Europe’s austerity policies are harming the health of their populations, according to Martin McKee of the London School of Hygiene and Tropical Medicine
Martin McKee recently expressed his views at the 2012 European Health Forum in Bad Gastein, Austria.
Can we measure the impact of austerity on people’s health?
The human cost of austerity has been largely invisible because of lack of data. Get out your smartphones or blackberries and you can look at the latest crisis on the New York Stock Exchange. But if you want to get mortality data from some countries in the EU, the most recent data is from 2008. That is an indictment of our system, of our priorities.
Are there obvious signs that austerity is harming the health of EU citizens?
In Greece, for example, the number of suicides increased 40% in the first half of 2011, compared to the same period in 2010. I have carried out studies in the UK and Spain, which have consistently shown a link between suicides and job losses. I will publish the findings from Spain later this year. Previous studies revealed that a 1% jump in unemployment sees an increase of 0.79% in suicides. When unemployment rises by more than 3%, the suicide rate spikes up by 4.45%.
What we are seeing is a relationship between suicide and job losses. And that is consistent with what you see historically with events such as the great depression.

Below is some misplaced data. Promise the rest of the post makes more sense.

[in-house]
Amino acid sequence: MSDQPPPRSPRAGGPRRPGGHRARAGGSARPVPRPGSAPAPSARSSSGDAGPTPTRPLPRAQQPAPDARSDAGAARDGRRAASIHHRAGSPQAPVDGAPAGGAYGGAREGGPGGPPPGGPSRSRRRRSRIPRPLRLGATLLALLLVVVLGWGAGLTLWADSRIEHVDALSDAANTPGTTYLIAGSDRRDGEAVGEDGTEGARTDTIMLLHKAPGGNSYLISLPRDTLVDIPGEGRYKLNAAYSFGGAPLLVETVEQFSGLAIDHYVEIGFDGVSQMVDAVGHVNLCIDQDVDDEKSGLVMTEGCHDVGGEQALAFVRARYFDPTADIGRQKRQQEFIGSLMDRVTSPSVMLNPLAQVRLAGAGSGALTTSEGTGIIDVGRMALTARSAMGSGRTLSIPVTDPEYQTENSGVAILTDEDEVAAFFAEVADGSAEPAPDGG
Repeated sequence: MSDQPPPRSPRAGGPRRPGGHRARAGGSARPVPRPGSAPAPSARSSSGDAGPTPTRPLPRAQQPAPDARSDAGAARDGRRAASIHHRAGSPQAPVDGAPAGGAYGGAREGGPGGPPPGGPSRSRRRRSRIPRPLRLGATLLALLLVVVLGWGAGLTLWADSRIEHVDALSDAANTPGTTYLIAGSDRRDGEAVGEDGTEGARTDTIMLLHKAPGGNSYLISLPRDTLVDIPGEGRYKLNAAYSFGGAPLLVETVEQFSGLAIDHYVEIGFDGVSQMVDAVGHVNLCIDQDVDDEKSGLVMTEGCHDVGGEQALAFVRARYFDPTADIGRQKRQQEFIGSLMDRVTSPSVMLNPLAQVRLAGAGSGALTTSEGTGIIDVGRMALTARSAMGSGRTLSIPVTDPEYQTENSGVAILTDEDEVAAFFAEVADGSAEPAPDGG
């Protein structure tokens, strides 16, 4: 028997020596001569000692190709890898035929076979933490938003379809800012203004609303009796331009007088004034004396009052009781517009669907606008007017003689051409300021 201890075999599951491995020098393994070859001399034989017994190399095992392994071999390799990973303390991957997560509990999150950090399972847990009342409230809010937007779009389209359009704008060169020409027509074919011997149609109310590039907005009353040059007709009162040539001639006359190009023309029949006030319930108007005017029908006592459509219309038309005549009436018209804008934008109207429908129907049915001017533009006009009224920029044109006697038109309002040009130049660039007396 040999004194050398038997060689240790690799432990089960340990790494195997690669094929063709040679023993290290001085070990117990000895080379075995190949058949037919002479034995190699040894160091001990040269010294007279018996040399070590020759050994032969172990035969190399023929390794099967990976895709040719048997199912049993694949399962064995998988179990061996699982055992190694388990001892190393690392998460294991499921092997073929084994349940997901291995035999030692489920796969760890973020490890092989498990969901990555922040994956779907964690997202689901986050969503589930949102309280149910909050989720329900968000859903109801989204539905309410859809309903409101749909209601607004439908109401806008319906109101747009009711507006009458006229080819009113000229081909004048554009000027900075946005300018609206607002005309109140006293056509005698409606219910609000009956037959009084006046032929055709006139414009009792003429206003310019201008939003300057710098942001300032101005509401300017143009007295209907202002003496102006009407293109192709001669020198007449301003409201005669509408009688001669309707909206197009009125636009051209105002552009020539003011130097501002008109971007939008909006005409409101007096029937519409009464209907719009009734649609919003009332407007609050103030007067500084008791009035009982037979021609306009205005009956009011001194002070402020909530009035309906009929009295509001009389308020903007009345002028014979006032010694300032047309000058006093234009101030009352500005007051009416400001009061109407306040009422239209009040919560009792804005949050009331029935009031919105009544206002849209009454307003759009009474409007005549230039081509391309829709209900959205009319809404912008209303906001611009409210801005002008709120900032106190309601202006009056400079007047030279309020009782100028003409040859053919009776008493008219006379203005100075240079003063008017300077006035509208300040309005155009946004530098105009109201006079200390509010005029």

But there will also be other long terms effects from chronic illnesses which will take longer to play out. But such damage will not be easy to spot, unlike rises and falls in the financial markets.
Who are the people worse affected?
There are some worrying developments. Spain, for example, used a royal decree to change entitlement to health care from residence to employment. Thus young people who have never been employed – as is the case with almost half of all youth – and undocumented migrants risk being excluded from health care.
Some measures to reign in health spending are justified, but others cut essential services. It is clear that people with chronic illnesses, such as hypertension, diabetes or cancer are being particularly affected.
Are the authorities aware of the harm done on health?
If you read through the documents from the European Commission, the Central Bank or the International Monetary Fund, you will have great difficulty finding anything that addresses the health consequences of the crisis.
We have waited for politicians and economists to get it right and they have failed to do so. People need to realise that austerity is not working and is harming European citizens. With colleagues, I contributed a recent opinion piece to the medical publication Clinical Medicine – “Austerity: a failed experiment on the people of Europe” – to focus discussions at the European health conference in October 2012.
Should doctors get more involved in politics or even enter politics?
We need to draw these problems to the attention of politician and the public in the hope something will be done. We have a right and duty to speak out on these bigger questions. We must engage with the media, but I’ve mixed views about doctors becoming politicians. A significant number of dictators have been doctors.
Photo Credit EHFG Nadine Bargad
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